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Pentecost 11C Sermon
Luke 12: 13-21
Ecclesiastes 1: 2, 12-14,
2: 18-23

July 31, 2016

 

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May the grace, mercy and peace of God our father be with us, in the name of his son, our risen Lord and Savior, Jesus Christ; Amen.

Twenty six years ago this past May, I graduated from seminary. I am 52 years old now. Do that easy math and you come to the conclusion that I have been ordained for just over half of my life. When a person comes to this point in life, he or she tends to take stock on accomplishments, personal and professional, and wonder what it’s all been for. Oh sure, the accomplishments have been plenty – high school, college and post-graduate degrees earned, churches led, baptisms, marriages, funerals officiated, budgets met, improvements made, nearly 25 years of marriage reached, two wonderful children (mostly) raised to adulthood. But a couple of weeks ago when we sat down with our Thrivent agent to go over our life insurance and other financial products, I saw once again evidence that I am in the second half of my life. I started taking stock about what I have done which was good and lasting, what will happen with all that I have done, and what have I done which was a waste of time or that I regret. Mysteriously the books on my shelf having to do with effective youth ministry and evangelism have been replaced by those having to do with finding meaning in the second half of life, searching for faithfulness as the church, and what it means when we fail. Sometimes when we reach this point in our lives, we wonder what we have to show for it.

I know, I know, this isn’t the up-beat message with funny anecdotes from the recent vacation that most of us pastors share after we return from a week away. But I seem to be dealing with the same kinds of issues that Qoheleth, the teacher in Ecclesiastes, deals with in our first lesson this morning when he says, “Vanity of vanities, all is vanity!” In the first two chapters of Ecclesiastes, from which these verses are snipped, we find the honest reflections of someone who is looking for lasting purpose and meaning in life – searching for that second half. Everything that he thinks will bring this purpose and meaning – wisdom, pleasure, labor, and toil – turn out to be like a vapor or mist, of little substance and quickly disappearing. He says, “It is an unhappy business that God has given to human beings to be busy with.” The Hebrew word for business, inyan, is a favorite word of the teacher, appearing in the Hebrew Bible only in this book, and seven times in its 8 chapters. This human business is generally irksome, pointless, and leads to a joyless, dismal life.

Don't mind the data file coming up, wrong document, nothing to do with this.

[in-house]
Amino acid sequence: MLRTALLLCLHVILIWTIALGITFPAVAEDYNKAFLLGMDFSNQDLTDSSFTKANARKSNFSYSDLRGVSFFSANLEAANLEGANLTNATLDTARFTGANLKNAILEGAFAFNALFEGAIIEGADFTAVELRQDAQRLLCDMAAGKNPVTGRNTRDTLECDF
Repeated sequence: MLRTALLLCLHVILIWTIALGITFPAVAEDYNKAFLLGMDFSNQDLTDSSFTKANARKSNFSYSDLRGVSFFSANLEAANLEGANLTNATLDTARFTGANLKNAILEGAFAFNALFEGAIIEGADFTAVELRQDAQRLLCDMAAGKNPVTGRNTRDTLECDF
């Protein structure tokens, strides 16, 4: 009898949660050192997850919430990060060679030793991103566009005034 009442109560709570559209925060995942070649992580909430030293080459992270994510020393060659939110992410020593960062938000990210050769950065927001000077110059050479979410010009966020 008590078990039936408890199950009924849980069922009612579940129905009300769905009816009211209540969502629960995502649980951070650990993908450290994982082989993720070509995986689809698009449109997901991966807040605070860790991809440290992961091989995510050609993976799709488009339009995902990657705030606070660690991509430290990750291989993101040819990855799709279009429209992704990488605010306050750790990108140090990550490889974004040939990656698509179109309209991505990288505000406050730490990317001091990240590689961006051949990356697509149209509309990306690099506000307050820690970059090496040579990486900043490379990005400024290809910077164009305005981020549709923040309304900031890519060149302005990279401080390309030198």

But wait, there’s more bad news! As if this wasn’t enough, we achieve wisdom, we toil in the busy-ness of God, we labor, gain wealth, have pleasure and not only is it vanity, but then we all die and it comes to an end … and not only for us, but for everything for which we toiled. Do you really think that the next person who moves into your house is going to get out there with a fine tooth comb and scissors every Saturday like you have after you’re gone? Nope, ain’t going to happen!

Fortunately, this is all first-half stuff: first half of life, first half of our relationship with God, and first half of my message this morning. For the real joy comes not in all that we do or accomplish or achieve, but in what God fills us with when all of our efforts are exhausted. In Jesus’ parable that I read this morning, we are told that the land of the rich man produced abundantly. He had spent the first half of his life tending, tilling, nurturing his fields and, it appears, building sizable barns to store his produce until it could be used or sold. Evidently he has done well … or at least, his fields have done well. As a result, the barns that he built are not big enough to hold what the fields have produced. He has a conversation, and as a result of that conversation, he decides that it is time to tear down what he had spent so much time building, and construct even larger barns. The only thing about it is, the conversation he had was only with himself. He got no other feedback from any of his neighbors, no advice from family, not even a quick prayer off to God to make it look like he cared what God thought. And as a result, God did speak to him … and he basically told him the same bad news that Qoheleth concluded in Ecclesiastes, that death will soon come, and all that he has accumulated will be gone.